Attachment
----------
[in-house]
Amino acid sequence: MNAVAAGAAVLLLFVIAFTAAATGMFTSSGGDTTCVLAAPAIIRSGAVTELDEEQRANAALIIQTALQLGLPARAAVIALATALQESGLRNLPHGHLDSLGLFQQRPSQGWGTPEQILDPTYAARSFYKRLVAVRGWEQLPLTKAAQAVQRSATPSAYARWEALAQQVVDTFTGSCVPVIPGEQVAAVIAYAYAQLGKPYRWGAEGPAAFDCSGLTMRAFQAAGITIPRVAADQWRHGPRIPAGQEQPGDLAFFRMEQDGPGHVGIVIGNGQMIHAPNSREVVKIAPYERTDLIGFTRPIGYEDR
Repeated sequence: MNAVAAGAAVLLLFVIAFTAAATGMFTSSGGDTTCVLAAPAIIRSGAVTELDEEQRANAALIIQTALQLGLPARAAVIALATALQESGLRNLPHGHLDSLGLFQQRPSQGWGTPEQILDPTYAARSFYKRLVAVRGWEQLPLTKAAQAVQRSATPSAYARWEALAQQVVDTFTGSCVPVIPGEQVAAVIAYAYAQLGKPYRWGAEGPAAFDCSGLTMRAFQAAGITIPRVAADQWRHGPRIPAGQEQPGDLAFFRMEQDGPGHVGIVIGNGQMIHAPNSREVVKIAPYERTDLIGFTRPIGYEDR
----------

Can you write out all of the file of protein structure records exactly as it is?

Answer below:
[in-house]
Amino acid sequence: MNAVAAGAAVLLLFVIAFTAAATGMFTSSGGDTTCVLAAPAIIRSGAVTELDEEQRANAALIIQTALQLGLPARAAVIALATALQESGLRNLPHGHLDSLGLFQQRPSQGWGTPEQILDPTYAARSFYKRLVAVRGWEQLPLTKAAQAVQRSATPSAYARWEALAQQVVDTFTGSCVPVIPGEQVAAVIAYAYAQLGKPYRWGAEGPAAFDCSGLTMRAFQAAGITIPRVAADQWRHGPRIPAGQEQPGDLAFFRMEQDGPGHVGIVIGNGQMIHAPNSREVVKIAPYERTDLIGFTRPIGYEDR
Repeated sequence: MNAVAAGAAVLLLFVIAFTAAATGMFTSSGGDTTCVLAAPAIIRSGAVTELDEEQRANAALIIQTALQLGLPARAAVIALATALQESGLRNLPHGHLDSLGLFQQRPSQGWGTPEQILDPTYAARSFYKRLVAVRGWEQLPLTKAAQAVQRSATPSAYARWEALAQQVVDTFTGSCVPVIPGEQVAAVIAYAYAQLGKPYRWGAEGPAAFDCSGLTMRAFQAAGITIPRVAADQWRHGPRIPAGQEQPGDLAFFRMEQDGPGHVGIVIGNGQMIHAPNSREVVKIAPYERTDLIGFTRPIGYEDR